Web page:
“Weeks went by and when I stopped getting reps with the 2s . . . then you start to doubt. People are telling you, `This is your back. Should you go back? Is this better for the rest of your life?’

“So you wonder am I done? Is this going to get better?”

You said you plan to rest early in December, then see another doctor for an opinion. Is the decision about whether you will play next year even made yet?

“I hate to say this, unfortunately I’m not to the point where I can just show up on Saturday. Mentally I’m there. Physically, my feet are catching up to my center of gravity. I know I physically need to improve.

“In my mind I’m playing, the decision’s made. The thing that I don’t know is when or if or how I’ll stop trying to play. I want to stop when I’ve reached my full potential as a linebacker. I haven’t gotten there yet. There’s so much more improvement I can make on the field.”

But I presume you don’t want to go through another season like this?

“If I’m to the point where there’s no progress made, there’s still no sign of what’s going on, I’m going to have to make an educated decision with my mom and the coaching staff about if that’s my time to stop.”

This coaching staff has no history with you. What do you imagine they are thinking about your situation?

“The coaches are human, too. I’m sure the thought of maybe he won’t come back, maybe he won’t get better, has probably come up. I’ve heard everything from everybody. For me to be the player I was last year and not be contributing this year, I guess that would be hard (for the coaches).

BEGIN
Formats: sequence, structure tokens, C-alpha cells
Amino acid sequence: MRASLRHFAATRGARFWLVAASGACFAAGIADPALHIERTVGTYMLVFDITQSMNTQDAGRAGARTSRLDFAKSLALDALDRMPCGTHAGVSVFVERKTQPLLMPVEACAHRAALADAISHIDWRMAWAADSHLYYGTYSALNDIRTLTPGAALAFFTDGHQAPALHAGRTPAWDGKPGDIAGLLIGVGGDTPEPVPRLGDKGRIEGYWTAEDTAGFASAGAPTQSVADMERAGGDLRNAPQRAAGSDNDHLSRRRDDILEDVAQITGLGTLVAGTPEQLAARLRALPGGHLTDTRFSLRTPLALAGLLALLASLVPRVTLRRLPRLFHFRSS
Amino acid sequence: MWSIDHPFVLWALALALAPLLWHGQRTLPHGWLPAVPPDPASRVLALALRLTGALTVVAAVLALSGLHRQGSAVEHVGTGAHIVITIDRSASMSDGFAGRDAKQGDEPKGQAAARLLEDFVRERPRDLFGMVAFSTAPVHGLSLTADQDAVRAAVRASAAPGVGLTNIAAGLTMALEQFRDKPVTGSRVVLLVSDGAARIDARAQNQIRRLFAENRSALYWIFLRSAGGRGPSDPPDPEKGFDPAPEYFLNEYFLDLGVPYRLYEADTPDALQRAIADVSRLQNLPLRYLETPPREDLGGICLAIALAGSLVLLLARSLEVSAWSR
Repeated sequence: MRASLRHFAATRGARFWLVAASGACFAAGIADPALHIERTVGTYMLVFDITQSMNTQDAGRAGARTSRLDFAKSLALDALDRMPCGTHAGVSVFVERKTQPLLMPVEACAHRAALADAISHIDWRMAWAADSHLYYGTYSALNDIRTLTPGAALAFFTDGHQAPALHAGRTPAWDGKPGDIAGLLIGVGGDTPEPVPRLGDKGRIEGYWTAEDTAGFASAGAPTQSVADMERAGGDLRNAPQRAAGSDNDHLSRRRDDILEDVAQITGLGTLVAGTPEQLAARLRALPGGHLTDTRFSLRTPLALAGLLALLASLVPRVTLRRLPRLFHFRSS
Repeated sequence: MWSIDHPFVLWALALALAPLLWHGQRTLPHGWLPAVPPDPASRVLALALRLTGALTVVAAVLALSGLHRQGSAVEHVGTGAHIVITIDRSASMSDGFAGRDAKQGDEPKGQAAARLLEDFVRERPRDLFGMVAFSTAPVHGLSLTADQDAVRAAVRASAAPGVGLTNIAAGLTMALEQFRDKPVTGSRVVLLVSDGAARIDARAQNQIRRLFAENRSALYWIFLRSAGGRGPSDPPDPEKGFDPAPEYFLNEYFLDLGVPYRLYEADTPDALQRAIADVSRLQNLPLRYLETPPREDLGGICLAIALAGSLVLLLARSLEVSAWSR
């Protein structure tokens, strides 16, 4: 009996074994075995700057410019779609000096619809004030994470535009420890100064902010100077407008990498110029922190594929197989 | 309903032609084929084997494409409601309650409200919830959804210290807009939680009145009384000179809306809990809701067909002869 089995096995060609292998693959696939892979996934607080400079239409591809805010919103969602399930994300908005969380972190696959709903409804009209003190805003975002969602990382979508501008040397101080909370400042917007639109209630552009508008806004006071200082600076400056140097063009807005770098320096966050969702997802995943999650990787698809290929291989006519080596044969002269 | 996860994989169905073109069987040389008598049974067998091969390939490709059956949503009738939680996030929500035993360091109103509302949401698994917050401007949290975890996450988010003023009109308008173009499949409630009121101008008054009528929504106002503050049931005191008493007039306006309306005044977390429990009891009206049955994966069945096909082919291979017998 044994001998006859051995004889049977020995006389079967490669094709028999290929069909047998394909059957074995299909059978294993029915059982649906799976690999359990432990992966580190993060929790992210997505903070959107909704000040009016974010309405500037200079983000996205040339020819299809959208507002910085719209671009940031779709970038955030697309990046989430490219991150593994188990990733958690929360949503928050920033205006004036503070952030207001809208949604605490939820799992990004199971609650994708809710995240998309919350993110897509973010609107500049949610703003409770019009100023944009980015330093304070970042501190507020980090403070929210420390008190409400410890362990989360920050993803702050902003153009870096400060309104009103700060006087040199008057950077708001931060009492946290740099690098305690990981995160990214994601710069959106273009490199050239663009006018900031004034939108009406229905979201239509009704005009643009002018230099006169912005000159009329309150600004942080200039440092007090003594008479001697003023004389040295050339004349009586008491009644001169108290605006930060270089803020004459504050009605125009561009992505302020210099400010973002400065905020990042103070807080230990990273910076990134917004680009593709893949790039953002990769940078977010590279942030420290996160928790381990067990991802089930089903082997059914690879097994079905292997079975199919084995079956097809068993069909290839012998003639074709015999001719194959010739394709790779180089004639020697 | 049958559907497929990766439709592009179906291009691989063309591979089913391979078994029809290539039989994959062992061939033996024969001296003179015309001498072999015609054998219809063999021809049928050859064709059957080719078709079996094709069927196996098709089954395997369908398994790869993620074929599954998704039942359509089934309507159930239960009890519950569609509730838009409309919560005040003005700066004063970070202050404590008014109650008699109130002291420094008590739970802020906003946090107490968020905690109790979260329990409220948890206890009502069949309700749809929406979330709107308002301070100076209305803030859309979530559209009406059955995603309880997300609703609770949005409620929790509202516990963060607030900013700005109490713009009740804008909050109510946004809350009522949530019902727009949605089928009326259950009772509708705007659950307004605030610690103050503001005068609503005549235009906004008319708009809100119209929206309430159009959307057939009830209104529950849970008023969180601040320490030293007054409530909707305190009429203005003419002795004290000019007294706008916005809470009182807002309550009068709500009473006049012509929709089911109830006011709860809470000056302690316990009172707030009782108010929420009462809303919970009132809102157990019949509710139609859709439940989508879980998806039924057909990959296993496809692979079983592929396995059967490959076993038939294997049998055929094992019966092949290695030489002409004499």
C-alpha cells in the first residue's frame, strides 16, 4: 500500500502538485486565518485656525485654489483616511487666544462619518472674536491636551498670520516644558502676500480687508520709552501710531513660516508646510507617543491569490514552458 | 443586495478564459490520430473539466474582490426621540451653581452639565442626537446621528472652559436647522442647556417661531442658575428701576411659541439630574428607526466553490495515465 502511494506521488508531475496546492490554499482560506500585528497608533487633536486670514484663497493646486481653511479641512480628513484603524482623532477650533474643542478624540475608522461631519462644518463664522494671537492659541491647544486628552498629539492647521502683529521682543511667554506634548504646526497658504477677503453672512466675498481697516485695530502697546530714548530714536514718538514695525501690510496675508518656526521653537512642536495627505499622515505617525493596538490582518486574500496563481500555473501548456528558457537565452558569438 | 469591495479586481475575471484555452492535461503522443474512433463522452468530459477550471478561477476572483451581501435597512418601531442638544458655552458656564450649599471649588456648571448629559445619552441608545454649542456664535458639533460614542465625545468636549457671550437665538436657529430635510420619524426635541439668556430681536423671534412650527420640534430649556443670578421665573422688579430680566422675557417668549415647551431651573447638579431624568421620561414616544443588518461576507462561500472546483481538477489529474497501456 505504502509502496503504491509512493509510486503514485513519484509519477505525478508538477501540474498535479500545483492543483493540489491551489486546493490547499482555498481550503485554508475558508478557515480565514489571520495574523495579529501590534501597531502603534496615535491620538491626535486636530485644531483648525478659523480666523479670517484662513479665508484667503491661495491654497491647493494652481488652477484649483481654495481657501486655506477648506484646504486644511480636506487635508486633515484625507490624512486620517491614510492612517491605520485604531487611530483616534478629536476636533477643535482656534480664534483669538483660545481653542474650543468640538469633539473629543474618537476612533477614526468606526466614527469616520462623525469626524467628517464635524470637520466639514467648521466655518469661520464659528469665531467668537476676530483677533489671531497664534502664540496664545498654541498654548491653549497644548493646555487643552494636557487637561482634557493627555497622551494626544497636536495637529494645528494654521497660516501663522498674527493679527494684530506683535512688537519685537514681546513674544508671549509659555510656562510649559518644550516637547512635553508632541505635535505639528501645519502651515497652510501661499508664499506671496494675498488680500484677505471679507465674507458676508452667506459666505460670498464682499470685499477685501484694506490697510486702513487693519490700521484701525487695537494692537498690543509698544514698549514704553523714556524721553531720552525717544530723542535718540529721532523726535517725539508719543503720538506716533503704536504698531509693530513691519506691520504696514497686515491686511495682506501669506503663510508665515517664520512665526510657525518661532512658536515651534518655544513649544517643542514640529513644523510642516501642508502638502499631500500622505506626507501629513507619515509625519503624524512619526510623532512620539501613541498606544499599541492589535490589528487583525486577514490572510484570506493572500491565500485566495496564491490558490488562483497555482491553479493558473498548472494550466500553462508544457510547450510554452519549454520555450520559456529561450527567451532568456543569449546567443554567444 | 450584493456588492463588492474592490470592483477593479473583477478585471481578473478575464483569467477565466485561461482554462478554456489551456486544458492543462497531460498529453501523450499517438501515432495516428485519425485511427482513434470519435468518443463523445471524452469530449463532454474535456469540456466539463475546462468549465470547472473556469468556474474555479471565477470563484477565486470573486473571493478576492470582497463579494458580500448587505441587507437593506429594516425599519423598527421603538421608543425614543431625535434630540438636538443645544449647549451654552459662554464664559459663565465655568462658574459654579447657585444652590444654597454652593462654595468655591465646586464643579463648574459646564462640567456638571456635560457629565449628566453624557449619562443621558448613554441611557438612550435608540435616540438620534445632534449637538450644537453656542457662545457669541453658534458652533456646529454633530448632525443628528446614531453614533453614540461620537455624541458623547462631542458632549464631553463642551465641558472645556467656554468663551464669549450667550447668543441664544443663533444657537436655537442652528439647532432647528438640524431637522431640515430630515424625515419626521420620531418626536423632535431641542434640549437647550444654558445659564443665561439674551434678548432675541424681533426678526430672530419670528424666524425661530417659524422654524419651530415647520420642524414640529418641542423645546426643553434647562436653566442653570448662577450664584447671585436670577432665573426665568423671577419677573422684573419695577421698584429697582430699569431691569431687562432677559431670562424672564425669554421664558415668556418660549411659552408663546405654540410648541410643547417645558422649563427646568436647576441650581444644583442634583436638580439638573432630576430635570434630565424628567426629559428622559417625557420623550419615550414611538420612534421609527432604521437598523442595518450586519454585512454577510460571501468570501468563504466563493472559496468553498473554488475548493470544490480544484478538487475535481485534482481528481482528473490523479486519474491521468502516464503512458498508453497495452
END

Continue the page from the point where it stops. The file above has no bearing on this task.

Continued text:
“But from the beginning, coach (Andy) Buh has been, `It’s your health first.’ That’s something as a player you can appreciate in your coach.”

What do you make of the injury epidemic that has struck your team, and especially the defense?

“I’m bewildered at how so many guys have gone down. This is the worst luck I’ve ever seen. The guys that have replaced us, it hasn’t been a success story by any means, but I can see the growth in them.”

How much different will the defense be a year from now if you’re able to return healthy, along with Brennan Scarlett, Avery Sebastian, Stefan McClure and Mustafa Jalil?

“It’ll be a tremendous difference. In this culture, you can lead more by making a good play than you can by telling a kid the secret of life because they won’t see it. But if they see it, that speaks a lot.

“These are the guys you would build a program around.”

Was linebacker Hardy Nickerson beginning to show something  before injuring his foot last Saturday?

“I think Hardy had a tremendous game against Arizona. I could see the guys start to gravitate toward him. He took a tremendous leap forward in his career and his development as a player. I’m getting goose bumps talking about it.

“We lost, but feeling like this is going in the right direction is something we need.”

So how much are you driven by a desire to see what the team can be a year from now?

“Coming out here, I wanted to be part of something bigger than me. I never saw myself as the guy. In training, I had the mindset that there’s somebody out there working harder than me, so I’m chasing somebody.

“To do this with the new staff and the new era, to be a part of the change and the push forward and to do it with those guys, it gets me out of that rut when you wake up and you wonder, should I just sleep today? It’s those guys who keep me going.”

Jeff Faraudo

  • Paul

    Get well soon Forbes!

  • 707 Bear

    Get well and keep hitting the books.

    An athletic career can be over in a second, but a Cal degree……

    Go Bears